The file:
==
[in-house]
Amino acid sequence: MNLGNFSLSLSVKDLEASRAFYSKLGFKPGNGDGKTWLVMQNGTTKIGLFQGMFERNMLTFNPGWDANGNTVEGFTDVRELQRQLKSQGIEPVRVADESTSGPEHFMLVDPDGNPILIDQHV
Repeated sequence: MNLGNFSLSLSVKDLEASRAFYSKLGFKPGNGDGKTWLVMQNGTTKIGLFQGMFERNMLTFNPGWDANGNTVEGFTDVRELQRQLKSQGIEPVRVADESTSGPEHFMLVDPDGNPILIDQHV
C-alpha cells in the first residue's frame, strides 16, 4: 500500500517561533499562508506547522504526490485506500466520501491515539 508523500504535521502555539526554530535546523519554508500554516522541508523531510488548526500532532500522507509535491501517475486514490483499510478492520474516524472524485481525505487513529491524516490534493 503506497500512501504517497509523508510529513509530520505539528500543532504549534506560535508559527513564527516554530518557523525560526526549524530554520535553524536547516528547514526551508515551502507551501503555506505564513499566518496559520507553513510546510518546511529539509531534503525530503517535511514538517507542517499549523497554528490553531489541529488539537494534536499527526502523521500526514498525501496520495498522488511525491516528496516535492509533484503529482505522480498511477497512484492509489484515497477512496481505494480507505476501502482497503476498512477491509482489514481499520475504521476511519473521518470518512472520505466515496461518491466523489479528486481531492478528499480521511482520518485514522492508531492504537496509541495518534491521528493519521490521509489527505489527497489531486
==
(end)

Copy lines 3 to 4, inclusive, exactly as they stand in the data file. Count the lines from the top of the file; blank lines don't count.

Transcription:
Repeated sequence: MNLGNFSLSLSVKDLEASRAFYSKLGFKPGNGDGKTWLVMQNGTTKIGLFQGMFERNMLTFNPGWDANGNTVEGFTDVRELQRQLKSQGIEPVRVADESTSGPEHFMLVDPDGNPILIDQHV
C-alpha cells in the first residue's frame, strides 16, 4: 500500500517561533499562508506547522504526490485506500466520501491515539 508523500504535521502555539526554530535546523519554508500554516522541508523531510488548526500532532500522507509535491501517475486514490483499510478492520474516524472524485481525505487513529491524516490534493 503506497500512501504517497509523508510529513509530520505539528500543532504549534506560535508559527513564527516554530518557523525560526526549524530554520535553524536547516528547514526551508515551502507551501503555506505564513499566518496559520507553513510546510518546511529539509531534503525530503517535511514538517507542517499549523497554528490553531489541529488539537494534536499527526502523521500526514498525501496520495498522488511525491516528496516535492509533484503529482505522480498511477497512484492509489484515497477512496481505494480507505476501502482497503476498512477491509482489514481499520475504521476511519473521518470518512472520505466515496461518491466523489479528486481531492478528499480521511482520518485514522492508531492504537496509541495518534491521528493519521490521509489527505489527497489531486